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Cyprus among EU minority where greenhouse gas emissions increased in Q2

Greenhouse gas emissions resulting from economic activity in the EU dropped by 5.3% in the second quarter of 2023 compared to the same quarter in 2022, while, during the same period, Cyprus was one of a minority of EU countries where said emissions increased (by 1.7%), according to data released by Eurostat.

According to the data which come from quarterly estimates on EU economy greenhouse gas emissions, EU emissions totalled 821 million tonnes of CO2-equivalents (CO2-eq) during Q2 2023, which was a -5.3% decrease compared with the same quarter of 2022 (867 million tonnes CO2-eq).

In the same period, the EU’s gross domestic product (GDP) remained stable registering just a very small variation (+0.05% in the second quarter of 2023, compared with the same quarter of 2022).

In Cyprus, economy emissions during Q2 2023 totalled 2.01 million tons CO2e, having increased compared with Q2 2022 (1.98 million tonnes CO2e). The GDP of the country increased by 2.21% in Q2 2023 compared to Q2 2022.

The economic sectors responsible for most greenhouse gas emissions in the EU in Q2 2023 were manufacturing (23.5%), households (17.9%), electricity and gas supply (15.5%), agriculture (14.3%), followed by transportation and storage (12.8%).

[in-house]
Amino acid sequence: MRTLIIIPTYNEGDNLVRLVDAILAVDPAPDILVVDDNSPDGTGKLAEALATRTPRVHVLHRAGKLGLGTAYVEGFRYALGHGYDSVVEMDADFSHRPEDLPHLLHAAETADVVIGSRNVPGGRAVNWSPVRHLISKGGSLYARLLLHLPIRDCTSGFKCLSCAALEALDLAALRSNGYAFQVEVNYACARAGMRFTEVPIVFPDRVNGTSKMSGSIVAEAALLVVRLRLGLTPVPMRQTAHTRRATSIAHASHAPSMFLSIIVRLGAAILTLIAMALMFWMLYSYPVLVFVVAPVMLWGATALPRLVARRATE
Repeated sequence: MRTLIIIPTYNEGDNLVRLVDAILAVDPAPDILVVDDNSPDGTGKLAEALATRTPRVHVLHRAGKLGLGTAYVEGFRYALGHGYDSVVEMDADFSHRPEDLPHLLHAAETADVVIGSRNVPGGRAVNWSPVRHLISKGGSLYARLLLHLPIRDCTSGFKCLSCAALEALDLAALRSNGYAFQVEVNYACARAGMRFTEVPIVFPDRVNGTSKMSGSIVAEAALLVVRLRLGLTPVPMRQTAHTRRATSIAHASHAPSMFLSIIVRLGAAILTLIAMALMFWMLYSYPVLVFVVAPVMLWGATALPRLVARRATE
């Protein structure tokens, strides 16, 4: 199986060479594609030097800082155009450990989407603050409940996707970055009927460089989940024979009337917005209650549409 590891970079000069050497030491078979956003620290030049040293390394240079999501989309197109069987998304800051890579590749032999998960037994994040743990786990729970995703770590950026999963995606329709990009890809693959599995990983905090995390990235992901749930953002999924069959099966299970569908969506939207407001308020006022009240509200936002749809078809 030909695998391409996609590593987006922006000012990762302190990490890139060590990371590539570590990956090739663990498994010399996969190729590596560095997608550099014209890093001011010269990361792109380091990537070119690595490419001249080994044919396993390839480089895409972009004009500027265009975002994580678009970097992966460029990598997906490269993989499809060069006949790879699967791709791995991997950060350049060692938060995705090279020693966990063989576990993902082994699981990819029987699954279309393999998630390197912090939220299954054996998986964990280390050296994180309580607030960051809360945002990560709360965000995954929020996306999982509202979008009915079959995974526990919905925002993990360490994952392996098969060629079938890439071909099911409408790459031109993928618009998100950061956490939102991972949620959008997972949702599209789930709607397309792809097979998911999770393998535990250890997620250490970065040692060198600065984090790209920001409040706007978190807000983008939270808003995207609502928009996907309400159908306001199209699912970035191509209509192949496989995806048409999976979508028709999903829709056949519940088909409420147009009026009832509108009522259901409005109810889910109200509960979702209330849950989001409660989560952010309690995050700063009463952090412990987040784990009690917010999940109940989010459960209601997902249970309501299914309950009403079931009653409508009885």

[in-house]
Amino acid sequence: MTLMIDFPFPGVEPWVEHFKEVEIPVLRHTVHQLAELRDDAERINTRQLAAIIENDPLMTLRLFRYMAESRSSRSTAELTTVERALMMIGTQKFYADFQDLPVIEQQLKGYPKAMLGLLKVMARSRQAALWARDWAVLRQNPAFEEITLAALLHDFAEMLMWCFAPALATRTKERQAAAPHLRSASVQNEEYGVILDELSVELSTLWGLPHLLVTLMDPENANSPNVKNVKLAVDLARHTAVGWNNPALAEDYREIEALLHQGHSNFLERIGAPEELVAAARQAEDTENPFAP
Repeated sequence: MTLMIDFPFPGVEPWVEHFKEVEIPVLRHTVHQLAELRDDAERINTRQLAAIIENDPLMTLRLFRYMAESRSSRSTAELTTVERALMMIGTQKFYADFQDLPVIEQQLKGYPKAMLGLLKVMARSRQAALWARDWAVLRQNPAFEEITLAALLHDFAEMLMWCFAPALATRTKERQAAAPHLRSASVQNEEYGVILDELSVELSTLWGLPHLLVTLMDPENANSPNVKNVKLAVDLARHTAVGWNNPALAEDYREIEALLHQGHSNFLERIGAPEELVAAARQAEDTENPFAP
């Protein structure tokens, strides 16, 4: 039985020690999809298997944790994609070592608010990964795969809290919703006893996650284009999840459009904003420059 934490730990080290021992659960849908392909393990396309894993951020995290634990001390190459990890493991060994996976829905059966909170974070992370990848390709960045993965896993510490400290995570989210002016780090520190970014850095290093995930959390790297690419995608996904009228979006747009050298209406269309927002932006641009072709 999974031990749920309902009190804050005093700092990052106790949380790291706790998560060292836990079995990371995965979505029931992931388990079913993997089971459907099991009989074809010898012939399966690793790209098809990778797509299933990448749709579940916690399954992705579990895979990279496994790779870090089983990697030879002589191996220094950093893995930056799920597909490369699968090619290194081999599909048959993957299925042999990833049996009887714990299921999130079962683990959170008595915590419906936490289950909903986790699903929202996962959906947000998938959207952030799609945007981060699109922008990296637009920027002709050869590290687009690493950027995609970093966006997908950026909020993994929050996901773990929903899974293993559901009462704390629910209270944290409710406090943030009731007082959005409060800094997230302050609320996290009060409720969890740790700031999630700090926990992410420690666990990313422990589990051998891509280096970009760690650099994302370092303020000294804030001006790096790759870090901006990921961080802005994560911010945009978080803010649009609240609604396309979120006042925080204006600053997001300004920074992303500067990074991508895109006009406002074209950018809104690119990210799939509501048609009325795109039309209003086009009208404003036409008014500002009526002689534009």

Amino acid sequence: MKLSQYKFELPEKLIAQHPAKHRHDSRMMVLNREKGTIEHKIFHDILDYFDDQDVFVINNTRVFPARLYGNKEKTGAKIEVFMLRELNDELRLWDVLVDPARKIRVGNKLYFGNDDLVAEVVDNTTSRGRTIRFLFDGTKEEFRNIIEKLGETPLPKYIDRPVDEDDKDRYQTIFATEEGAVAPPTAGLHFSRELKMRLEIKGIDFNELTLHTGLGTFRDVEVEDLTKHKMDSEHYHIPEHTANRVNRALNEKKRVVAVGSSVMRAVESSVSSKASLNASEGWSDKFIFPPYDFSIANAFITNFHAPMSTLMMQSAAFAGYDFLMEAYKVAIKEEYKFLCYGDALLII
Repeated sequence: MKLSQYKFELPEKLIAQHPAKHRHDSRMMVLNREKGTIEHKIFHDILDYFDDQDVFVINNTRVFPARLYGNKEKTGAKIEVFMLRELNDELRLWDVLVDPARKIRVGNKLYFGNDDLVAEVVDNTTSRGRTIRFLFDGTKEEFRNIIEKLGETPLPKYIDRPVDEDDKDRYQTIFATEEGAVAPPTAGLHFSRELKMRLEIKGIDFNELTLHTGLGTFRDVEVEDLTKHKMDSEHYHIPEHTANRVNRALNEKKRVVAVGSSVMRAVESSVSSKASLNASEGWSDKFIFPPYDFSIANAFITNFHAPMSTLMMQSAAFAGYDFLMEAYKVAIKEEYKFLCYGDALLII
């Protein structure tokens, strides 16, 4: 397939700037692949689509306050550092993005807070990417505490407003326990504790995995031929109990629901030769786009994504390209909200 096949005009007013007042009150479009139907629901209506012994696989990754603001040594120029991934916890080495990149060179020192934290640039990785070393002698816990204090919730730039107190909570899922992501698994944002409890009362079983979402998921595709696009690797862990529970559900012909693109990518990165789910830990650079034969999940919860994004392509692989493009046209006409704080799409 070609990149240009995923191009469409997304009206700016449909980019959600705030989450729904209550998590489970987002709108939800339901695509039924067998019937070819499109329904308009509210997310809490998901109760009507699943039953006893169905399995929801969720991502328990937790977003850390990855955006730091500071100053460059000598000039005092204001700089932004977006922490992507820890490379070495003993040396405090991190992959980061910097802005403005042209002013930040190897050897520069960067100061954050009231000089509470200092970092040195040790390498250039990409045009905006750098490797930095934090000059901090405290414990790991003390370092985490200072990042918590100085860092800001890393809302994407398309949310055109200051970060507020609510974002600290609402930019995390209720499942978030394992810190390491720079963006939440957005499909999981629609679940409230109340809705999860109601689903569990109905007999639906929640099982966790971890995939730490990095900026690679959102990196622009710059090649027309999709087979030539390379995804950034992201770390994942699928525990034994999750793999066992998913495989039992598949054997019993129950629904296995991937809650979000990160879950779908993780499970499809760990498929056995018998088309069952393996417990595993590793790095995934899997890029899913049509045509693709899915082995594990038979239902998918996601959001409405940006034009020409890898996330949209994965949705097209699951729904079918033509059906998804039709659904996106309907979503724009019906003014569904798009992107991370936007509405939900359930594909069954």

Compared with the second quarter of 2022, emissions decreased in six out of nine economic sectors. The biggest decrease was registered in electricity and gas supply (-22.0%). The main sector in which emissions increased was transportation and storage (+1.7%).

There were no available data on the contribution of various economic sectors to greenhouse gas emissions in Cyprus.

Emissions down in 21 EU countries

In the second quarter of 2023, greenhouse gas emissions decreased in 21 EU countries, when compared with the second quarter of 2022. Increases were registered in Malta (+7.7%), Latvia (+4.5%), Ireland (+3.6%), Lithuania (+3.0%), Cyprus (+1.7%) and Croatia (+1.0%).

Among these six EU members, four had a GDP increase: Malta (+3.9%), Croatia (+2.6%), Cyprus (+2.2%) and Lithuania (+0.7%).

The largest reductions in greenhouse gases were registered in Bulgaria (-23.7%), Estonia (-23.1%) and the Netherlands (-10.3%).

Out of the 21 EU members that decreased their emissions, 10 recorded a decline in their GDP (Estonia, Hungary, Luxembourg, Sweden, Austria, Czechia, Poland, Finland, Germany and the Netherlands).

Italy maintained its GDP at the same level as the second quarter of 2022 and decreased its GHG emissions. Ten EU countries (Denmark, France, Belgium, Slovenia, Slovakia, Bulgaria, Portugal, Spain, Romania and Greece) managed to decrease emissions while growing their GDP.

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